I'm not saying I hate technology and modern conveniences. After this week is over, I'll return to using my machines to do the wash (although I think I get things cleaner this week!). But there is something to be said for taking a step away from all the things we think are essential and realizing maybe that isn't the case. Maybe I don't really need everything I think I do.

Sometimes it is nice to take a step back and see things from a different perspective. I rarely go to the store, so when I do it is a stark contrast to staying home or enjoying walks outside. The busyness, stress and strife is so thick there! 

I haven't had a dishwasher in almost a year, and while I would really enjoy having one, it hasn't been that big of a sacrifice. This week I haven't had to plan my days around rotating laundry. A few minutes in the morning and a few at night has done the job (maybe 1/2 hour total). 

It has been really nice to take a week for reflection. There are plenty of things I would change if I did this full time instead of just a week (I'l write about that tomorrow), but for this week, I am really enjoying the chance to step away from modern conveninces and enjoy life and the time for introspection. I saw one mom on facebook that said there was something very Zen about hand washing. I agree.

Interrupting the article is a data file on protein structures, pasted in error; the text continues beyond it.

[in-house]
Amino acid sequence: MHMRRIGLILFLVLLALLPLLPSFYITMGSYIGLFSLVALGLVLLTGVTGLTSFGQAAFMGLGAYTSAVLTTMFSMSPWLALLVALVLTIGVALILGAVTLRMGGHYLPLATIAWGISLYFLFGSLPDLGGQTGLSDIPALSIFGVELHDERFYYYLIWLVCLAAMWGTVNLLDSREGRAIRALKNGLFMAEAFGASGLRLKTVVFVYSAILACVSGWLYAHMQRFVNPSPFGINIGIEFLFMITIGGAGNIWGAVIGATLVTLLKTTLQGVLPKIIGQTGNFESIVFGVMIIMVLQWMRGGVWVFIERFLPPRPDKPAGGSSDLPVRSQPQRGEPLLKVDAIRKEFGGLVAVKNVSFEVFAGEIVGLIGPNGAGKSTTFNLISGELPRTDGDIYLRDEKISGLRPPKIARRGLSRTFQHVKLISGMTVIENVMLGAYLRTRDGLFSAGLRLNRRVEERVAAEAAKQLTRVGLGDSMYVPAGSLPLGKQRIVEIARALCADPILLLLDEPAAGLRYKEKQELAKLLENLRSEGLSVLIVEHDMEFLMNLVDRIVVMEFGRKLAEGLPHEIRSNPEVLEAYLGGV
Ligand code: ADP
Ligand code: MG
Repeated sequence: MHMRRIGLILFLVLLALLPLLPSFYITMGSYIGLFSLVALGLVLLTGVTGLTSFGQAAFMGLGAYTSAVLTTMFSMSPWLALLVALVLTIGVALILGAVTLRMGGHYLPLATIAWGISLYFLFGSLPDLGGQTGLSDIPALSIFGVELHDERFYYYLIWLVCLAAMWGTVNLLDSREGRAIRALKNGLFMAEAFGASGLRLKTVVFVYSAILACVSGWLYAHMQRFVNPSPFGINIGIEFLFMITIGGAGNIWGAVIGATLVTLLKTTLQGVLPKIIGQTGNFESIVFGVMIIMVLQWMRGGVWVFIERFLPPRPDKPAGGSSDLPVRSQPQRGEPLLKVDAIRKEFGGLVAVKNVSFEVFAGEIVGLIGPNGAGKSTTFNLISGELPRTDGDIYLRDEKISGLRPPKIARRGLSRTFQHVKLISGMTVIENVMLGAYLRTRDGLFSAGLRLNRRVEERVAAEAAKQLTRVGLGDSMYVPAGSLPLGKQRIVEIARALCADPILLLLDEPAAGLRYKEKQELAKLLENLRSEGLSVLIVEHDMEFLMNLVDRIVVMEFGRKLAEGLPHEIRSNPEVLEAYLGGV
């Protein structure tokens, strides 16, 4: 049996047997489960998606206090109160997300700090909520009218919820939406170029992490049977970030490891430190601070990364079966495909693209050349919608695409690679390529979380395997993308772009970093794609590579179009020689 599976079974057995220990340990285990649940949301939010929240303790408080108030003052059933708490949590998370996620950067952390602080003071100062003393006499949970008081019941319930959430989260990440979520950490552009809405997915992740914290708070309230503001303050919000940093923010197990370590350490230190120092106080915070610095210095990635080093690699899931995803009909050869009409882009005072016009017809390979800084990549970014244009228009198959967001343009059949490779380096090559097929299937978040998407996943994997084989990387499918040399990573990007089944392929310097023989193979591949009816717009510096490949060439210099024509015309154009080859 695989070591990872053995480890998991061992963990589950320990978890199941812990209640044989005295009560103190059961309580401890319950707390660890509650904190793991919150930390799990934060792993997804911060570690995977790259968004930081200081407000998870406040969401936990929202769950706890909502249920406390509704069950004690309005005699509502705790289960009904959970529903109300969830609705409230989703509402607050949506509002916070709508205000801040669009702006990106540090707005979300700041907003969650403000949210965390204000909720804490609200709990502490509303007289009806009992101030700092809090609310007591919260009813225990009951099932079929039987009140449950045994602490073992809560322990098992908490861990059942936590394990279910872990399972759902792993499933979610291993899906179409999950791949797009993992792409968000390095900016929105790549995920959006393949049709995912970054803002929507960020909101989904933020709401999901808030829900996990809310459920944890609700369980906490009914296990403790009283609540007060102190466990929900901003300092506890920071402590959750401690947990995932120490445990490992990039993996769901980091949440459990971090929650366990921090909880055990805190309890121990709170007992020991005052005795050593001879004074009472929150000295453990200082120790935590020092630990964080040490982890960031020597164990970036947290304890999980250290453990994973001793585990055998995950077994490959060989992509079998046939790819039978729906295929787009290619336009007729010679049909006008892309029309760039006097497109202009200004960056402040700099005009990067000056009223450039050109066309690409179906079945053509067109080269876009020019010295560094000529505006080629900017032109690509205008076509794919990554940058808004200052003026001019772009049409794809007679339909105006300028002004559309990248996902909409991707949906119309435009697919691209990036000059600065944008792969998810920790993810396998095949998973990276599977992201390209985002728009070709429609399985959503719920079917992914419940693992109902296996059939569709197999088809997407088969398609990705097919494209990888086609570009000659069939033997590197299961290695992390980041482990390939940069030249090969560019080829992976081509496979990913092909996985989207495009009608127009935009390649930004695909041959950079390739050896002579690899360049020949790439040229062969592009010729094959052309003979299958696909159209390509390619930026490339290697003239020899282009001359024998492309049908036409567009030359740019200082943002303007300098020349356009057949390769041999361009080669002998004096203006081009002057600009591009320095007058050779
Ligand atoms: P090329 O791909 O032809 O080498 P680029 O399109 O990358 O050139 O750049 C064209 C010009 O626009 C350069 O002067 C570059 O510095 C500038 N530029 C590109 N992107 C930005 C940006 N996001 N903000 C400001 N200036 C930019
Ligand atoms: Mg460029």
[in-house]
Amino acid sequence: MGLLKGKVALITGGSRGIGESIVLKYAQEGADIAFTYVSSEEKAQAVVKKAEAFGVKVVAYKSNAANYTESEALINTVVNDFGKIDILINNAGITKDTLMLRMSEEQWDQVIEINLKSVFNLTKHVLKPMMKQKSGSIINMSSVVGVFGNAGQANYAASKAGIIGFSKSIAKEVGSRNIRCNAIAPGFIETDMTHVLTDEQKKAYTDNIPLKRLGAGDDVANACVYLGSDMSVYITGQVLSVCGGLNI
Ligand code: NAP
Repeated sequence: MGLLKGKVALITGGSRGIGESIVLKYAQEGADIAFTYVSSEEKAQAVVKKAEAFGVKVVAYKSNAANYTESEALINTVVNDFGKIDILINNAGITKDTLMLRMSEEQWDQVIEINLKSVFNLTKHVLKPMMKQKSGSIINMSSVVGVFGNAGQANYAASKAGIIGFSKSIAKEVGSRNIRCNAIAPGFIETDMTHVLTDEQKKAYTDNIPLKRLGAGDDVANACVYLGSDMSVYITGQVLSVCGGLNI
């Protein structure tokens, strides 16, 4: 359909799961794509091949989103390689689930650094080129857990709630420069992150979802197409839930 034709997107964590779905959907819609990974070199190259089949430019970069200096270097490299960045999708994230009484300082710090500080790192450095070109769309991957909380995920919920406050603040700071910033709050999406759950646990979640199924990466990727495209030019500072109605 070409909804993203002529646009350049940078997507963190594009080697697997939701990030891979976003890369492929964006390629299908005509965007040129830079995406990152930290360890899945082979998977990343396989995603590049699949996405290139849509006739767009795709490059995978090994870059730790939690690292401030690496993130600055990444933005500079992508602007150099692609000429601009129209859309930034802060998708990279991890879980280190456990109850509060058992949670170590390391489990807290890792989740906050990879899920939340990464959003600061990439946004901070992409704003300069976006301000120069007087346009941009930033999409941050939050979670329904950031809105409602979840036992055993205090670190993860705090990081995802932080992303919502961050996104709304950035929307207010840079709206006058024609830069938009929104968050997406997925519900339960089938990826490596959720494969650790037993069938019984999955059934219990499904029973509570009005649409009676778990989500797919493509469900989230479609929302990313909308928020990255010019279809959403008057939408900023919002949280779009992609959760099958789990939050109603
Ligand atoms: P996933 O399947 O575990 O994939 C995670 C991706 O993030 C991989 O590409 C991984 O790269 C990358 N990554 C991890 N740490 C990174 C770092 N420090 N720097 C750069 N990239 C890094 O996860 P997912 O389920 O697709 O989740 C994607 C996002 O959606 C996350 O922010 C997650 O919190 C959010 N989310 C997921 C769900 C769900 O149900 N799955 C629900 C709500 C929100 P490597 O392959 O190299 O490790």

So How Can That Save The World?

The diapers themselves probably won't save the world (although they can help save the environment and would make great trauma bandages in an emergency). But the realization that we don't need so much stuff can. We should be grateful for the conveniences that we do have and realize that we can do great things without a lot of money or resources. We need to remember that at the end of the day, at the end of the week, at the end of our lives, we can still be singing because the reasons to sing don't lie in modern conveniences.

My diapers aren't drying on a clothesline, but I still like to sing as I wash. :)

Other posts from the Flats and Handwashing Challenge 2013: 

I'm sharing this on Thank your Body Thursday!